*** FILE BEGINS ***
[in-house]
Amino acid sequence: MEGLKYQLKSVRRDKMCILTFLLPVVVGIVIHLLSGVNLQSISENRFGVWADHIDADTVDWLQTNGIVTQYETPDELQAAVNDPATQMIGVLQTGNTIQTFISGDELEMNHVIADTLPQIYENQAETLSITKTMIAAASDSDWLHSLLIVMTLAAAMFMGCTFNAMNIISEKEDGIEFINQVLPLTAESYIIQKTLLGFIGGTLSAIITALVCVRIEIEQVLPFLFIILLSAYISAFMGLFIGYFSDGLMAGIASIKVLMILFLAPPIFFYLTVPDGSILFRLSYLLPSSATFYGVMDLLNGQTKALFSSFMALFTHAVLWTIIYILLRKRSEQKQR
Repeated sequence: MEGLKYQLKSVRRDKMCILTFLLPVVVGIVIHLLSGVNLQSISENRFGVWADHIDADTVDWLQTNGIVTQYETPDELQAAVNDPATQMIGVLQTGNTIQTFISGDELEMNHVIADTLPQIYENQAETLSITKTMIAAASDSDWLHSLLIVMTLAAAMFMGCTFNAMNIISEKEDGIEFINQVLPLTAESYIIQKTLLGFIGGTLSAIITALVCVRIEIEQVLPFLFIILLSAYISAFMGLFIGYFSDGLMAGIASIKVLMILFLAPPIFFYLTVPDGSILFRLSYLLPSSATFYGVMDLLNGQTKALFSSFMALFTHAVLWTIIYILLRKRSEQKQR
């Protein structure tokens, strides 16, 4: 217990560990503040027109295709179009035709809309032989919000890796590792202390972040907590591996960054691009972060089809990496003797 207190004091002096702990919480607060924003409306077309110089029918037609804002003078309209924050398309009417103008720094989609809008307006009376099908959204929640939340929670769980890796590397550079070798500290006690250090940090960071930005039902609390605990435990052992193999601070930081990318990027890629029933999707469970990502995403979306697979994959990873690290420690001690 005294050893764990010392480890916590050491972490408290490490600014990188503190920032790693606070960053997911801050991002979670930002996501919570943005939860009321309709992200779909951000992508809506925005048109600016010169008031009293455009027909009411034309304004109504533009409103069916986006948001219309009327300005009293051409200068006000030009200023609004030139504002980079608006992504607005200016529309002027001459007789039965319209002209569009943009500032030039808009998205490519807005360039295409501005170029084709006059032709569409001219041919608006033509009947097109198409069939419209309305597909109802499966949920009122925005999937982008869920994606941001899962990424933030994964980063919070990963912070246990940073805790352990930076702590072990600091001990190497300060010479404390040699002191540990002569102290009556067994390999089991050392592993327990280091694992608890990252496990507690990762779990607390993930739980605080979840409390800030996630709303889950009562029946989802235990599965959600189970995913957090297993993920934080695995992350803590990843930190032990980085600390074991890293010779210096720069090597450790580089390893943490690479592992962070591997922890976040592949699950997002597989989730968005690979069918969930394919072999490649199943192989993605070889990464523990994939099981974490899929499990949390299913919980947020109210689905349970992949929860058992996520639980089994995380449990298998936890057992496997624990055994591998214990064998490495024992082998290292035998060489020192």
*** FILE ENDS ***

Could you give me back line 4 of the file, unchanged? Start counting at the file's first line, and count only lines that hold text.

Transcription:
């Protein structure tokens, strides 16, 4: 217990560990503040027109295709179009035709809309032989919000890796590792202390972040907590591996960054691009972060089809990496003797 207190004091002096702990919480607060924003409306077309110089029918037609804002003078309209924050398309009417103008720094989609809008307006009376099908959204929640939340929670769980890796590397550079070798500290006690250090940090960071930005039902609390605990435990052992193999601070930081990318990027890629029933999707469970990502995403979306697979994959990873690290420690001690 005294050893764990010392480890916590050491972490408290490490600014990188503190920032790693606070960053997911801050991002979670930002996501919570943005939860009321309709992200779909951000992508809506925005048109600016010169008031009293455009027909009411034309304004109504533009409103069916986006948001219309009327300005009293051409200068006000030009200023609004030139504002980079608006992504607005200016529309002027001459007789039965319209002209569009943009500032030039808009998205490519807005360039295409501005170029084709006059032709569409001219041919608006033509009947097109198409069939419209309305597909109802499966949920009122925005999937982008869920994606941001899962990424933030994964980063919070990963912070246990940073805790352990930076702590072990600091001990190497300060010479404390040699002191540990002569102290009556067994390999089991050392592993327990280091694992608890990252496990507690990762779990607390993930739980605080979840409390800030996630709303889950009562029946989802235990599965959600189970995913957090297993993920934080695995992350803590990843930190032990980085600390074991890293010779210096720069090597450790580089390893943490690479592992962070591997922890976040592949699950997002597989989730968005690979069918969930394919072999490649199943192989993605070889990464523990994939099981974490899929499990949390299913919980947020109210689905349970992949929860058992996520639980089994995380449990298998936890057992496997624990055994591998214990064998490495024992082998290292035998060489020192």